The rug has been pulled out from under key patent rights of
diagnostic companies and research institutions. A series
of US court decisions have invalidated patent claims for diagnostic
inventions as allegedly merely claiming a law of
The Canadian Patent Office is also now potentially scrutinizing
diagnostic method claims more closely, even though there is no
Canadian court decision on diagnostics, only computer
Diagnostic patent rights have been used to protect inventions
made after intensive and expensive R&D. They include diagnostic
inventions for everything from heart disease to cancer. If you
catch these conditions early, they are more likely to be
treatable. If not, hopefully drugs and lifestyle changes can
compensate for the lack of early diagnosis. Growing trends,
such as personalized medicine and new drugs with companion
diagnostics are further integrating diagnostics with
treatment. Developing new diagnostics makes perfect sense to
help improve quality of life, treatment outcomes and
Patent protection provides a limited period of exclusivity
to sell an invention before it becomes public domain. Without the
exclusivity period, the innovative company that invested in
developing a successful diagnostic test can be wiped out
financially by the competitor that copies the test and can sell it
cheaper because it has no R&D costs to recoup (other than the
cost of copying someone else's homework). The copyists that
don't invent anything would reap the benefits, nobody would
invest in the innovative company, and that could be the end of the
innovative company. Immediate copying would, at a minimum, remove
incentives for the innovative company to do further work to improve
and test its product. The patent system was created to avoid this
outcome by providing the time-limited exclusivity period. The
patent system doesn't just prevent competitive disadvantage to
the inventor but it also encourages further innovation by the
innovative company. The company can use its patent rights to
generate revenue to grow its business and R&D, create more
jobs, develop more diagnostics and test more patients. The patent
rights provide certainty that helps attract further investment.
The knowledge of how the test works must be disclosed in the
patent so that others can see it and improve upon it - other
R&D companies can then benefit in using that knowledge to help
speed up the discovery of their own diagnostics.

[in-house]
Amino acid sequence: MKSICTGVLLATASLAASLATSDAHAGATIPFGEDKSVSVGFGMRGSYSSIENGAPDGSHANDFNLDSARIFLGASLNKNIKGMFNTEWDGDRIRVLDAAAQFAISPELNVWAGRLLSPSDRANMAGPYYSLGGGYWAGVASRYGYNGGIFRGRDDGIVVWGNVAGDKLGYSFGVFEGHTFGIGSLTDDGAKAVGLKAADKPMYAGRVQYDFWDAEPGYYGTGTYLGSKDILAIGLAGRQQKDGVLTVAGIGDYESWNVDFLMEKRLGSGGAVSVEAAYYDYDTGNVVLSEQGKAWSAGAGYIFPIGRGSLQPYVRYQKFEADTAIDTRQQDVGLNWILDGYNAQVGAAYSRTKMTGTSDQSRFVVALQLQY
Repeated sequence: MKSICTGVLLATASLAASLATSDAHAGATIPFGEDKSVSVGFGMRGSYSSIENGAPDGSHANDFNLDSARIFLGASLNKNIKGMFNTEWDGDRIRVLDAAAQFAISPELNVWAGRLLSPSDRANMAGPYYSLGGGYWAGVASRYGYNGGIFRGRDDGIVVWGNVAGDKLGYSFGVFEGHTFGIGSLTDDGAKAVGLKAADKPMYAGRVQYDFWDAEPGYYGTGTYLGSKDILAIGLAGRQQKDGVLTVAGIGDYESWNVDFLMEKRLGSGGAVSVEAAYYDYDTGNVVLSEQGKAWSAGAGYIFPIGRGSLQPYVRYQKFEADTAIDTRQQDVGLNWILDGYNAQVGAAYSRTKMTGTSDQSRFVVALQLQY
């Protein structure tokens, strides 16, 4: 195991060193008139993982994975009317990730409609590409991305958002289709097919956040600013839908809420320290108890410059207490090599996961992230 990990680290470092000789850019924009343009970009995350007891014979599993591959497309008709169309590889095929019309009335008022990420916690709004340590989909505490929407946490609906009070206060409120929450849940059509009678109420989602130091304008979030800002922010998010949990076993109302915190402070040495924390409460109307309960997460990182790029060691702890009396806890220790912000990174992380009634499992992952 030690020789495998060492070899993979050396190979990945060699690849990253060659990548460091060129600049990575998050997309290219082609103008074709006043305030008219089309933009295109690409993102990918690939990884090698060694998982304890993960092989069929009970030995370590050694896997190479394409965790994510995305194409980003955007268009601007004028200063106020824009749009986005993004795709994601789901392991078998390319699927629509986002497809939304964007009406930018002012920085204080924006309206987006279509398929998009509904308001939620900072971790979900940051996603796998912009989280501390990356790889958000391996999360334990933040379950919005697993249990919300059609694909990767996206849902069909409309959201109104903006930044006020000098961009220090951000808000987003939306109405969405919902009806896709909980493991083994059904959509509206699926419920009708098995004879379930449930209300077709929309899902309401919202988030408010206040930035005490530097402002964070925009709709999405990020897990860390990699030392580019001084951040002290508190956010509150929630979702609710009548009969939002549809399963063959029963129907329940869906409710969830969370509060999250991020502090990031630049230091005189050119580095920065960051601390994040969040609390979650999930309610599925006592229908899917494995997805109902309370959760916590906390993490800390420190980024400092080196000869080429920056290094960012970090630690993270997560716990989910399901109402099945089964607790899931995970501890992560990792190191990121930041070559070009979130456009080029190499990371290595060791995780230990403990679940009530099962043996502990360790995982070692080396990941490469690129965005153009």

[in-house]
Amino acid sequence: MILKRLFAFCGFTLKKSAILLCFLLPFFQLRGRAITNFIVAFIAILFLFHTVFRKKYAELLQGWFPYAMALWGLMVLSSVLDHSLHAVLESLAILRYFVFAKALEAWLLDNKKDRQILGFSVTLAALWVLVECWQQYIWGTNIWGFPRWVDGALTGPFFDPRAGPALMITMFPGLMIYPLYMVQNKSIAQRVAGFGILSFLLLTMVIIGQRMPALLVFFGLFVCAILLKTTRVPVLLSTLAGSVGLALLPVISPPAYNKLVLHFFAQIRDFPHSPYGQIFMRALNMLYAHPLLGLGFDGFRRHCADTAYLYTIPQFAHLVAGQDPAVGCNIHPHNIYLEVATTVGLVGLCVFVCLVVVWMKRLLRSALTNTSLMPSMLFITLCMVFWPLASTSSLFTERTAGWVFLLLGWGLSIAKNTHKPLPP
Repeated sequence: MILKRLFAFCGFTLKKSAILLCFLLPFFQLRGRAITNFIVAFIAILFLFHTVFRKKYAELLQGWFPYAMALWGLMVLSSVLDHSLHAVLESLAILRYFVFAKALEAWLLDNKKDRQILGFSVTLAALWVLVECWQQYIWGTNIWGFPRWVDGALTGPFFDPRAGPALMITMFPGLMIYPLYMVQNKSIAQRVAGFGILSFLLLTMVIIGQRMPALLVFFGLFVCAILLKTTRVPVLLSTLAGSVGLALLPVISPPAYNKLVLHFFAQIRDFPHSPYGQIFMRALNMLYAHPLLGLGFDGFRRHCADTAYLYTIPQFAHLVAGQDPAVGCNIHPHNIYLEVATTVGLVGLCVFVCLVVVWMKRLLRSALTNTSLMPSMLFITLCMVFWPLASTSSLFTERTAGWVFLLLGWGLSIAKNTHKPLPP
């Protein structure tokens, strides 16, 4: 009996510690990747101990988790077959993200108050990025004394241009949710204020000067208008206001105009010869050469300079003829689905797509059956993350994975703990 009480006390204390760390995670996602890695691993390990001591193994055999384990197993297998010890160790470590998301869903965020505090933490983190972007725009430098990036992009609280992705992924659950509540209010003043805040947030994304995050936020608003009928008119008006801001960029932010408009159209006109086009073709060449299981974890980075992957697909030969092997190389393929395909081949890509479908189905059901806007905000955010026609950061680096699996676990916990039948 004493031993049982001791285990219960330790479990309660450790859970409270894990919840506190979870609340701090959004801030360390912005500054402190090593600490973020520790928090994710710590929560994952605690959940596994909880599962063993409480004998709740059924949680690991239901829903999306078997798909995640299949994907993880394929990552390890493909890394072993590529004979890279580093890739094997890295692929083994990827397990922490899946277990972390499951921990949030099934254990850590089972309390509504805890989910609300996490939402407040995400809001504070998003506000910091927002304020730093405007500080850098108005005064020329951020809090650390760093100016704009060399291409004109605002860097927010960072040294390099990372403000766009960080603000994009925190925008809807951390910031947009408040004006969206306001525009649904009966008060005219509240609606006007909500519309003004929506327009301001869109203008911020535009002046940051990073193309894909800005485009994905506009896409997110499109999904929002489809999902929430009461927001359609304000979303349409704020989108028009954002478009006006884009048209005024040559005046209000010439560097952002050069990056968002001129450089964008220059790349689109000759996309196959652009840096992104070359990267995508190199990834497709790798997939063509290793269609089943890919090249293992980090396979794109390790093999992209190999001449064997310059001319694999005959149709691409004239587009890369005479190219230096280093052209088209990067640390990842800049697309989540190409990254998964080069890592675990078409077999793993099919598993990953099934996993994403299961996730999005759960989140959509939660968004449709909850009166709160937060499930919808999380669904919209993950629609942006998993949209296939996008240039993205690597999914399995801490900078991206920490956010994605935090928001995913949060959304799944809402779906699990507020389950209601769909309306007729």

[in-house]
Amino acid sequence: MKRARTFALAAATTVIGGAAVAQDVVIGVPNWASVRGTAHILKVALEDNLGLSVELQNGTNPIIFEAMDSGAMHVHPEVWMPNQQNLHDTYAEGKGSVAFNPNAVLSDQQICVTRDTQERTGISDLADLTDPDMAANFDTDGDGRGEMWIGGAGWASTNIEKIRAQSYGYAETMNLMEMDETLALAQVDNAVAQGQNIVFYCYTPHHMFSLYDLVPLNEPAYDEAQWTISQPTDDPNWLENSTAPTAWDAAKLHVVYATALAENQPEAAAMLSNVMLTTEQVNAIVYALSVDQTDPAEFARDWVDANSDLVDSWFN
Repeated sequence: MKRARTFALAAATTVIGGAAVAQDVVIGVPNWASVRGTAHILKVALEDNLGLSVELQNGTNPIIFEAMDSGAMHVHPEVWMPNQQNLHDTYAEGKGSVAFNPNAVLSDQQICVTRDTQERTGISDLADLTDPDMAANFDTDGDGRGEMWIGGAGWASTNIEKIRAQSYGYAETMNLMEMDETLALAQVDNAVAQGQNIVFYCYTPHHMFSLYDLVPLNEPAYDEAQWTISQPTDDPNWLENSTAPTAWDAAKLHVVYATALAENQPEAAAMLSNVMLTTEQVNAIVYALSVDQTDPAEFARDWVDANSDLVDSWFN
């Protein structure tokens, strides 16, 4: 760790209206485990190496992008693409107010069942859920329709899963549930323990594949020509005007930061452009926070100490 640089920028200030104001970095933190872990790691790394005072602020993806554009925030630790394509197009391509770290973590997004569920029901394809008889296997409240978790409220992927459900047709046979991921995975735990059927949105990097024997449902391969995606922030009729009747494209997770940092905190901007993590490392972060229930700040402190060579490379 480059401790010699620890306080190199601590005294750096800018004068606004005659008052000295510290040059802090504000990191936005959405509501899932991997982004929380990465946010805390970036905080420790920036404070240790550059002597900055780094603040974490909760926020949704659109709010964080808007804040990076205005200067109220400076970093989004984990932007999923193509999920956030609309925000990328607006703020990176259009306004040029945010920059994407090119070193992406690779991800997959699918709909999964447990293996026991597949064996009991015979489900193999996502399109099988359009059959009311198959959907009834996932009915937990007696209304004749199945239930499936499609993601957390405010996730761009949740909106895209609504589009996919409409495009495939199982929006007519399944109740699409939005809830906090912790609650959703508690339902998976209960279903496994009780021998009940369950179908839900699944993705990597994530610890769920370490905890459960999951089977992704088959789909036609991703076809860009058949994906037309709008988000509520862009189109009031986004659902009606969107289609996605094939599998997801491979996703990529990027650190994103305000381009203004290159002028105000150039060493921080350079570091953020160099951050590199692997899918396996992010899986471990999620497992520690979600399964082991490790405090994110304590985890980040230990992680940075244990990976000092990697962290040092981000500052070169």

If a diagnostic test invention was a really only a mere law
of nature then we would not need laboratories run by skilled
scientists in order to do diagnostic tests. Diagnostic tests
are the application of lab tests to detect a person's natural
or unnatural condition.
Courts, the US Patent Office and companies are now engaged in an
awkward, resource-wasting dance, trying to figure out whether a
particular invention, or patent claim style is a law of nature.
Really, it should not matter if a diagnostic patent embodies a law
of nature or not. That is an issue of legal theory. If a
diagnostic method patent claim cannot be written in a way that it
is not construed as a law of nature (patent attorneys are
feverishly working on their patent claims strategies), then there
is a problem with the patent system or the court decisions that
needs to be fixed by legislation.
Developing new diagnostics tests is critical and should be
strongly incentivized. The diagnostics industry is important on
many levels and should be encouraged to grow by having some measure
of patent protection. The legislature should urgently take into
consideration the views of the diagnostics industry, healthcare
providers and patients and come to a balanced solution to each
side's concern. Give the companies that invent great things a
reasonable measure of patent protection, and let them focus on
doing what they do best, inventing, without the concern that their
patents will fall.
1 Association for Molecular Pathology v. Myriad
Genetics, Inc., 569 U.S. 12-398; Mayo
Collaborative Services v. Prometheus Laboratories, Inc., 566
U.S. 10-1150; Ariosa Diagnostics, Inc. v. Sequenom, Inc.
(Fed. Cir. 2015)
A recent Saskatchewan Court of Queen's Bench decision allowed a court-appointed receiver to sell and transfer intellectual property rights free and clear of encumbrances, finding that a license to use improvements of an invention was a contractual interest and not a property interest.
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